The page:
The rapid growth of China's middle class is providing a boost for United Kingdom food and drink exporters, according to a new report.
Exports to the Chinese mainland of UK food and drink products increased by 16.2 percent in the first half of this year compared to the same period in 2018, the UK-based Food and Drink Federation, or FDF, revealed this week.
Exports during the period reached 344.4 million pounds ($453.7 million), making the Chinese mainland the eighth-largest importer of British food and beverages and the second-largest non－European Union importer behind the United States.
"Strong economic growth and increasing urbanization in China are driving rapid growth in the middle class and, with it, the purchasing power of its 1.4 billion consumers," the FDF said.
The trend continues a recent period of strong growth in China for the UK's food and drink trade, according to the FDF.
In 2018, UK food and drink exports to the Chinese mainland grew by 10 percent year-on-year to reach 623 million pounds. That year, fish and seafood was the largest export category, with a trade value of 138 million pounds. Dairy and egg products came second, followed by spirits, meat, and cereals and fl our.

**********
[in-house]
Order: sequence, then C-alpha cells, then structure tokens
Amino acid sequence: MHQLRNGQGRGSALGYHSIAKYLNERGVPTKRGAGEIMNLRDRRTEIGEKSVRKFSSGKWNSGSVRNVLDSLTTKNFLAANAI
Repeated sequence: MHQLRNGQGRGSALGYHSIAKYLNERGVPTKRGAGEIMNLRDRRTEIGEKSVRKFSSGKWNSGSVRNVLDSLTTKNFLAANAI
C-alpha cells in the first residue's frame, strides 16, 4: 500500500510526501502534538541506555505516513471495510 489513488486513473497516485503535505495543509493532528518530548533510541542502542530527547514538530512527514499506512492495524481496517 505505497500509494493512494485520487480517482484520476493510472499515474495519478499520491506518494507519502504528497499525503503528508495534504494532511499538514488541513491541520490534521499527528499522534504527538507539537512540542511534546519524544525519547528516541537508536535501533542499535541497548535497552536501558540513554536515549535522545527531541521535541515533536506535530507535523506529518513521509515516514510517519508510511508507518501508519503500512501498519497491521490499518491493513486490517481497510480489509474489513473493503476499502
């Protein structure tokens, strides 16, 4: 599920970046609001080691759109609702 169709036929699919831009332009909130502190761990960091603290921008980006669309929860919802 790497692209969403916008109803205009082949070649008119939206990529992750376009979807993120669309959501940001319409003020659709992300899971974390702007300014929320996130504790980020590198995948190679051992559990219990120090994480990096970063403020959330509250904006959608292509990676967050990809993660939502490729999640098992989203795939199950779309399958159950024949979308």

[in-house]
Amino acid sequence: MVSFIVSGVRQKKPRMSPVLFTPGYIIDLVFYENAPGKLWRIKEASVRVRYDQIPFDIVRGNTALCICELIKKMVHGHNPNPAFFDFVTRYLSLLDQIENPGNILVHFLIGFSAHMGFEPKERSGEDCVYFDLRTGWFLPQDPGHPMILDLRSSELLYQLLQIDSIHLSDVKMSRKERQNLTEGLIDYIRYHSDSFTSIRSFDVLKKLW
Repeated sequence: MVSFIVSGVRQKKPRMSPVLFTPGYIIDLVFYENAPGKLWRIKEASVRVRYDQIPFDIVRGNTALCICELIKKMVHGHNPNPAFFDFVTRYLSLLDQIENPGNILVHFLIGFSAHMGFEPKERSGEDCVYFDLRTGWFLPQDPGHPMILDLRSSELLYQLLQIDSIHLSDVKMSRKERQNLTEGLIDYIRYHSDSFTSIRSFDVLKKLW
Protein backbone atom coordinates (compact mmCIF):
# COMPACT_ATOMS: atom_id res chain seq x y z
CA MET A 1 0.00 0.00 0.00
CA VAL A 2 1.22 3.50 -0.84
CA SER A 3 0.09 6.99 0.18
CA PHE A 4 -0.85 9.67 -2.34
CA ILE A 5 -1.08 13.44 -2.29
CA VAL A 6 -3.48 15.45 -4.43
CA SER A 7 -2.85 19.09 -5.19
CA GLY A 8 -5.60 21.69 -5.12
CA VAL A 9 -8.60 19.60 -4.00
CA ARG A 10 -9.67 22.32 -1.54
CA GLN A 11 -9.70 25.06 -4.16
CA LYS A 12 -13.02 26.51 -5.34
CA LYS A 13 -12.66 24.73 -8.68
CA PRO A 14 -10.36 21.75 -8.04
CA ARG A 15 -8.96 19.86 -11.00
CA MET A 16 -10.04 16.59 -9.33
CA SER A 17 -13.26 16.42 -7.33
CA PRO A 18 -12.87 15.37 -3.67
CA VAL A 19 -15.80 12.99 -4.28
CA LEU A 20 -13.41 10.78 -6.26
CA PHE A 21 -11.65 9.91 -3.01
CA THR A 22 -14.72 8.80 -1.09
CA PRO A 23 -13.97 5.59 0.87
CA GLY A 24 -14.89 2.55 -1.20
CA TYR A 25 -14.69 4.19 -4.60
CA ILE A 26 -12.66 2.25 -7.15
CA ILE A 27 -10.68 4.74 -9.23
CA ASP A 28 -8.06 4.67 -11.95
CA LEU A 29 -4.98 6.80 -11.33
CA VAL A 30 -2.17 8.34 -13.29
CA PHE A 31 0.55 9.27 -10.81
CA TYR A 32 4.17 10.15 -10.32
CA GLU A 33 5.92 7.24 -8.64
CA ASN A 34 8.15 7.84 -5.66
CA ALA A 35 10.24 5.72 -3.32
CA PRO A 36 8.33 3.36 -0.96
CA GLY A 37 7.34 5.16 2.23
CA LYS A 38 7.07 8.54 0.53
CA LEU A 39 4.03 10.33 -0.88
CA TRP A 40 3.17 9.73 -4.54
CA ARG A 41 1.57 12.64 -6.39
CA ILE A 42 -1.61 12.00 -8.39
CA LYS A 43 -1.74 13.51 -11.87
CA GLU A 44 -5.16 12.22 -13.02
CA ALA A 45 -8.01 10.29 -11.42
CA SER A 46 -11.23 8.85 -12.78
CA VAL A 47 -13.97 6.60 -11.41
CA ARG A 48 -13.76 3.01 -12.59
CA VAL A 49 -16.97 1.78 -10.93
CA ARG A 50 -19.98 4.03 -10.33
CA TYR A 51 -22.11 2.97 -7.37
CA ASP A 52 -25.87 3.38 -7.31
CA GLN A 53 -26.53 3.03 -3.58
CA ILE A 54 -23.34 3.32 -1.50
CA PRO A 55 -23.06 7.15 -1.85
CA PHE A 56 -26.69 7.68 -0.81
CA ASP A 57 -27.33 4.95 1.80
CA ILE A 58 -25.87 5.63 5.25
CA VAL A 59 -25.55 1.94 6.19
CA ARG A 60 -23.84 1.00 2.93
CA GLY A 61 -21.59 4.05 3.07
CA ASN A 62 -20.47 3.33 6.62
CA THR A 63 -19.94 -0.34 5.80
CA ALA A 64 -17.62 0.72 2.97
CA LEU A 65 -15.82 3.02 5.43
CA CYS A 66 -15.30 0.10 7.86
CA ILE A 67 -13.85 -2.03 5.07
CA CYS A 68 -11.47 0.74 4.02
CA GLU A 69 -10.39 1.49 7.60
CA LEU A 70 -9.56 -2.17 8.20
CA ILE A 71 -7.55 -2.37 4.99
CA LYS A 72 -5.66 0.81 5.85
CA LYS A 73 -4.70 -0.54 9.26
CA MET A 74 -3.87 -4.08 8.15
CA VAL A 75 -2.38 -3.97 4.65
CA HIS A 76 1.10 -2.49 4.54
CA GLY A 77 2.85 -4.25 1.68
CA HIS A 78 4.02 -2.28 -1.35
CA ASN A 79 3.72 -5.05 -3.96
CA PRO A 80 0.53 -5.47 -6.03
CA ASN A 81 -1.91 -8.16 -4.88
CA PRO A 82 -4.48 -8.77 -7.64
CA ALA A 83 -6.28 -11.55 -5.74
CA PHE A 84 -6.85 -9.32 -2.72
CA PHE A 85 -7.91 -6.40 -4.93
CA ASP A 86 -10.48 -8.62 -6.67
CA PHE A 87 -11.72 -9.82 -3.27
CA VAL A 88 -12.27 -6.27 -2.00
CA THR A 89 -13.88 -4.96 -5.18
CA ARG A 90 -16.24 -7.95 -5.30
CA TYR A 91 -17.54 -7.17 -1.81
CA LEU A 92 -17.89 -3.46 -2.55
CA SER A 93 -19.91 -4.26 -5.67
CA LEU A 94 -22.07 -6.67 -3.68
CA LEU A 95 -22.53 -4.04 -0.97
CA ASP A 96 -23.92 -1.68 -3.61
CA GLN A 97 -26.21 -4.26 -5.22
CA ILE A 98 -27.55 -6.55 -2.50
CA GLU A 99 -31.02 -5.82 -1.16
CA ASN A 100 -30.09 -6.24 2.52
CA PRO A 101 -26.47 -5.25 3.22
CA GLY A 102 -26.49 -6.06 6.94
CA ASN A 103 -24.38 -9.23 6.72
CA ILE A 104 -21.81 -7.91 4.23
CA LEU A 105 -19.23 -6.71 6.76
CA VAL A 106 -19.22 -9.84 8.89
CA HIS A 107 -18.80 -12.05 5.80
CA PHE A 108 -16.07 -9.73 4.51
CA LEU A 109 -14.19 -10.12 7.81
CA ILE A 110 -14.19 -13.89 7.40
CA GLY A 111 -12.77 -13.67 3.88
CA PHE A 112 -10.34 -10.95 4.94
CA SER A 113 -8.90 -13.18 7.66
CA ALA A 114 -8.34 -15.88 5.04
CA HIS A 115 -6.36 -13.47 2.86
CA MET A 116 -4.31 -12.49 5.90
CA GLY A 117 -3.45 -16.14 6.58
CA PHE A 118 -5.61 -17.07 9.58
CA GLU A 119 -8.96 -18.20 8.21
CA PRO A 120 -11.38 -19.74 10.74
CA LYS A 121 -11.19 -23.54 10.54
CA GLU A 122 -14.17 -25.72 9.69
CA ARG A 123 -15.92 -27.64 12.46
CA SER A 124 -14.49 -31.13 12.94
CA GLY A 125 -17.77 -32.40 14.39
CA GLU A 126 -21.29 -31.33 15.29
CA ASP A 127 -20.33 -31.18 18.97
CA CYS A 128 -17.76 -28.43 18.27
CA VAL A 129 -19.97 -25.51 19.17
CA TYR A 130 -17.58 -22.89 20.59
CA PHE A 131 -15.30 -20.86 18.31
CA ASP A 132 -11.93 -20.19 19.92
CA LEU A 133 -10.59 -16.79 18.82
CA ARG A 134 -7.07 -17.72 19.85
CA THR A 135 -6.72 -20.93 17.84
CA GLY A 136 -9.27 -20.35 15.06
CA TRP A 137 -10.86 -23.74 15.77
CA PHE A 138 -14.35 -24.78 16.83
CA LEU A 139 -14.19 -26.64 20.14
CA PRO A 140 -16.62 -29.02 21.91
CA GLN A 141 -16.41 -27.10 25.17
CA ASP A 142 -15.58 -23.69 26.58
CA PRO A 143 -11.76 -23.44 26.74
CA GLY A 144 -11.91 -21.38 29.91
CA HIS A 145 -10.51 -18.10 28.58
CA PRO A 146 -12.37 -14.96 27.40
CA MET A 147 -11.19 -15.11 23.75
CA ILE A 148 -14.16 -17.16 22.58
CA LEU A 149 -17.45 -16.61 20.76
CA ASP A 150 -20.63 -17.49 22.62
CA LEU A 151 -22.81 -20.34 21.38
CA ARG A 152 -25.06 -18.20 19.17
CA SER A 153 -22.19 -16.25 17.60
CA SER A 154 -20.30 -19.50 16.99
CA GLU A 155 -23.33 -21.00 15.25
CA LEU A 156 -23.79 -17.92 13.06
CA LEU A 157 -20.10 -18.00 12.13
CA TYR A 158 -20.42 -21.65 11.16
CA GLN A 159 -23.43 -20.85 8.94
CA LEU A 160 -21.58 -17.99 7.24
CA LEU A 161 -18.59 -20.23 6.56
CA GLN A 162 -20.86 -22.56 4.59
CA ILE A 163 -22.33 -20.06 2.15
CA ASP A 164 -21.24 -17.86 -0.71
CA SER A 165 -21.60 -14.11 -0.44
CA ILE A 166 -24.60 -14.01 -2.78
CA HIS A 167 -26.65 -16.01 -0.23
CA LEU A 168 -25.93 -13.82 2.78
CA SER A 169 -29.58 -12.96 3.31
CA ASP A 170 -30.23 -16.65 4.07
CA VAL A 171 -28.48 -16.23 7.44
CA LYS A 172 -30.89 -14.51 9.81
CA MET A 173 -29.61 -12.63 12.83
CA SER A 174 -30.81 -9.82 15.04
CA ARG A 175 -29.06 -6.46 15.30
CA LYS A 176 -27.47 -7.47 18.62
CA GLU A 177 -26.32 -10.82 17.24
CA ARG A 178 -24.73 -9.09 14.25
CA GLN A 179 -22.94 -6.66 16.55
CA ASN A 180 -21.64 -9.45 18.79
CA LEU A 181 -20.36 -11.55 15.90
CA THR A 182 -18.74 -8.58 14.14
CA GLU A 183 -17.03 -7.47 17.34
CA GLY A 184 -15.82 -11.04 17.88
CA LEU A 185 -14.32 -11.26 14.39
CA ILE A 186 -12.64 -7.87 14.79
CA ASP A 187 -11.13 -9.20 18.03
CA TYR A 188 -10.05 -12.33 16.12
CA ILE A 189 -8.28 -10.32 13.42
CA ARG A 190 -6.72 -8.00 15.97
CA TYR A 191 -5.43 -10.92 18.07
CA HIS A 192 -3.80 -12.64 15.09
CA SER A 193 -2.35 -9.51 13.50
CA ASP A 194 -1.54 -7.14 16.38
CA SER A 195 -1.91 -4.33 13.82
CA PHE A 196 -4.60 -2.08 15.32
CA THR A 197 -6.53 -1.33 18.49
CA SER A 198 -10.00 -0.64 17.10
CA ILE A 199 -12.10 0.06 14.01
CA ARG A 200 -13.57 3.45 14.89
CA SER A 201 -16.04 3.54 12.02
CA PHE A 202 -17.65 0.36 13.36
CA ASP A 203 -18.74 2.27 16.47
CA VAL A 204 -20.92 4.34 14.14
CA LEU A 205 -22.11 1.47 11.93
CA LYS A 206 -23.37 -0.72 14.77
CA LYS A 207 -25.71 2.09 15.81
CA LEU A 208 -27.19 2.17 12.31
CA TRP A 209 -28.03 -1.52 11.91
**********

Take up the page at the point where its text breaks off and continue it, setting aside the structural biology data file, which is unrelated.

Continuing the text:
Last year, 77 million pounds' worth of pork and 77 million pounds of whisky left the UK for the Chinese mainland, making these the most popular individual export products, followed by salmon, which had a trade value of 73 million pounds.
In 2018, exports of pork, whisky, and salmon increased by 11 percent, 25 percent, and 4 percent respectively on the year before.
"While current rapid UK export growth to China is dominated by commodity sales, there is also a significant opportunity to grow sales of premium products, with an emphasis on provenance, quality, health, and sustainability," the FDF said.
The FDF added that exporting to China is "not without its challenges", and said it is working with the UK Department of International Trade and Santander Bank to streamline trade.
Santander has partnered with two UK-based consolidators that specialize in exports to China, in order to simplify the process for British companies.
Andrew Williams, head of the food and drink sector at commercial banking company Santander UK, said such efforts are crucial in an industry that is exposed to the effects of the UK's pending exit from the European Union.
"The challenges we face in the next few years are unparalleled and the market environment in which we operate remains uncertain," said Williams. "Therefore, it is key that we identify how best to harness our own growth potential and improve productivity."
In the first half of 2019, total UK exports of food and drink increased by 5.1 percent year-on-year, to 11.3 billion pounds. The FDF said this was largely driven by exports to non-EU countries, which grew by 9.8 percent, compared to EU nations, which grew by 2.3 percent.